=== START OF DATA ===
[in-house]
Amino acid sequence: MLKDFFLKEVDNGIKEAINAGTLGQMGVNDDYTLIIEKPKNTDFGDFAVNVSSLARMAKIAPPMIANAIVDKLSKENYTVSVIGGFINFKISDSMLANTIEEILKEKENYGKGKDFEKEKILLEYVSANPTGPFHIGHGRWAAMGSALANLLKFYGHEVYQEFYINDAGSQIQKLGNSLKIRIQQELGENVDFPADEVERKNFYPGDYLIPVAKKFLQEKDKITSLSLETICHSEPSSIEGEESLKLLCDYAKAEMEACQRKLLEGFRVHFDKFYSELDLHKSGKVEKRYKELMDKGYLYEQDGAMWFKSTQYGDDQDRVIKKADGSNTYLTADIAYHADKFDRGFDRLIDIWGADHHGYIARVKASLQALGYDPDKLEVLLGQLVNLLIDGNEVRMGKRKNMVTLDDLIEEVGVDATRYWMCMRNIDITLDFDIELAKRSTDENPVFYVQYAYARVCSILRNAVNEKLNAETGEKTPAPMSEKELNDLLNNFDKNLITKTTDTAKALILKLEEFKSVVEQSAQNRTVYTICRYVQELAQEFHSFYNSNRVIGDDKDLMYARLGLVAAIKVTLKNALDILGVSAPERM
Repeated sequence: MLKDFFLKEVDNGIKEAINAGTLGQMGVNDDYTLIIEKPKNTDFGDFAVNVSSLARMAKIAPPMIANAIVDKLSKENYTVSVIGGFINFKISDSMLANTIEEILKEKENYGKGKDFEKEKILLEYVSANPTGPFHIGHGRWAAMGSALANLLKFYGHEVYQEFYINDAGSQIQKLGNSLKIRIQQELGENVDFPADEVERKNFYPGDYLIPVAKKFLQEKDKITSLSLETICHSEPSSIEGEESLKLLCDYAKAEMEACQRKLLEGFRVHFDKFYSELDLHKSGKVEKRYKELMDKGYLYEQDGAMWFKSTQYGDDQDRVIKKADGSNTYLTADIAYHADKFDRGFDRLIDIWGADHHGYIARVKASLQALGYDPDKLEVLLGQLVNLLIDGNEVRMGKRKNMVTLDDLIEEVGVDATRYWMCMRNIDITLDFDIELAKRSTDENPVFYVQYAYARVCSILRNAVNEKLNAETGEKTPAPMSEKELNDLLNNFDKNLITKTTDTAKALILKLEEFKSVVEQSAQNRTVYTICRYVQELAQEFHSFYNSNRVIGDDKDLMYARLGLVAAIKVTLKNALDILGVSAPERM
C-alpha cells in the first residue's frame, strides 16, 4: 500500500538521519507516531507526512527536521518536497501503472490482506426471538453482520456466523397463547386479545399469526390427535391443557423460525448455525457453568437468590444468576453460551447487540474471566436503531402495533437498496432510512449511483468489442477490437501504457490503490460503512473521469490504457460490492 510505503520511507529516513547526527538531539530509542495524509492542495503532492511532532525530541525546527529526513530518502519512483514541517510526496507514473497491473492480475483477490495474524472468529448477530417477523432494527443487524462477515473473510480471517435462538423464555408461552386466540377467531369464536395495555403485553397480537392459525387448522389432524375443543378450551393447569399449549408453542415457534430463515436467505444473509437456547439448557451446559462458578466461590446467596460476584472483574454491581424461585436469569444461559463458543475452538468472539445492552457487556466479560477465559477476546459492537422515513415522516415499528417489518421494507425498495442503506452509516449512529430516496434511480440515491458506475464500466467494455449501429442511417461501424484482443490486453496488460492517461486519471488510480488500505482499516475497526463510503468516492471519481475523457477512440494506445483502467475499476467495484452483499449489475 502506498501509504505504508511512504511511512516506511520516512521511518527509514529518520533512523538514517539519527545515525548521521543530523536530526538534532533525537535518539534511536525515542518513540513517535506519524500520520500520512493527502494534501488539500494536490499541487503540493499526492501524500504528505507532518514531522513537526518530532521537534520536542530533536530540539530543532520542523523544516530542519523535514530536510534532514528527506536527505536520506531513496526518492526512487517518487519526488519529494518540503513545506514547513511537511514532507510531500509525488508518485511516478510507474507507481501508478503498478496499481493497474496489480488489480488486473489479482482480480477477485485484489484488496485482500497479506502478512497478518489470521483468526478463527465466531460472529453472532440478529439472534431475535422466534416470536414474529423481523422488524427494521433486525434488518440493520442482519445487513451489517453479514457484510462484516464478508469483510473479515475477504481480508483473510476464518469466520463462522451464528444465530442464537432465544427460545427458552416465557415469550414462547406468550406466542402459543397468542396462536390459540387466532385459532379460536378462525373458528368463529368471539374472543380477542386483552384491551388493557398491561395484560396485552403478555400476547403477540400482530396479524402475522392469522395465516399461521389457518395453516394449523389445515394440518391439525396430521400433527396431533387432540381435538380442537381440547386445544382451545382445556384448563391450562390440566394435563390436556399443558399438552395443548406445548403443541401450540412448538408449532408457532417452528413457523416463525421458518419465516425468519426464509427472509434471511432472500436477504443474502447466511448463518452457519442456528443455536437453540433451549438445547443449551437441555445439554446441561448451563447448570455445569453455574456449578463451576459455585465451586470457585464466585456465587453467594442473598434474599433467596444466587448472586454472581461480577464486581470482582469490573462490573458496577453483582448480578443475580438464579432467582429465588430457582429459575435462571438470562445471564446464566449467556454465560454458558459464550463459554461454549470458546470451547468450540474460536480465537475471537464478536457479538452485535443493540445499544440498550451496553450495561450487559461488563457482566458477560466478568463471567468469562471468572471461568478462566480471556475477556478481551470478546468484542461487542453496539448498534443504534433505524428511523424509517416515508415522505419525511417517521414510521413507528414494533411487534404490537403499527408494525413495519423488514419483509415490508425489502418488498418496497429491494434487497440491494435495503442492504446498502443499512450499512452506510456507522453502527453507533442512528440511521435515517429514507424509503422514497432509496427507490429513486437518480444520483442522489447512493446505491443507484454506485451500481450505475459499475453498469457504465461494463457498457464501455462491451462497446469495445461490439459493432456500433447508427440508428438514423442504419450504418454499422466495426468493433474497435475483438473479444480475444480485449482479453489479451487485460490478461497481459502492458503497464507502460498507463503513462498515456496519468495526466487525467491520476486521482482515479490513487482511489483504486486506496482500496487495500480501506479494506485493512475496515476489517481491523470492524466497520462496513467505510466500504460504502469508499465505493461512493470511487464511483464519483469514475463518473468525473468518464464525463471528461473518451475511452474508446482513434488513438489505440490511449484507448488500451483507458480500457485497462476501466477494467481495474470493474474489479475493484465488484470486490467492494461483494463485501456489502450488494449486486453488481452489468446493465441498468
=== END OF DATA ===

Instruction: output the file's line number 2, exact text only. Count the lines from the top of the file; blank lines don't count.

Amino acid sequence: MLKDFFLKEVDNGIKEAINAGTLGQMGVNDDYTLIIEKPKNTDFGDFAVNVSSLARMAKIAPPMIANAIVDKLSKENYTVSVIGGFINFKISDSMLANTIEEILKEKENYGKGKDFEKEKILLEYVSANPTGPFHIGHGRWAAMGSALANLLKFYGHEVYQEFYINDAGSQIQKLGNSLKIRIQQELGENVDFPADEVERKNFYPGDYLIPVAKKFLQEKDKITSLSLETICHSEPSSIEGEESLKLLCDYAKAEMEACQRKLLEGFRVHFDKFYSELDLHKSGKVEKRYKELMDKGYLYEQDGAMWFKSTQYGDDQDRVIKKADGSNTYLTADIAYHADKFDRGFDRLIDIWGADHHGYIARVKASLQALGYDPDKLEVLLGQLVNLLIDGNEVRMGKRKNMVTLDDLIEEVGVDATRYWMCMRNIDITLDFDIELAKRSTDENPVFYVQYAYARVCSILRNAVNEKLNAETGEKTPAPMSEKELNDLLNNFDKNLITKTTDTAKALILKLEEFKSVVEQSAQNRTVYTICRYVQELAQEFHSFYNSNRVIGDDKDLMYARLGLVAAIKVTLKNALDILGVSAPERM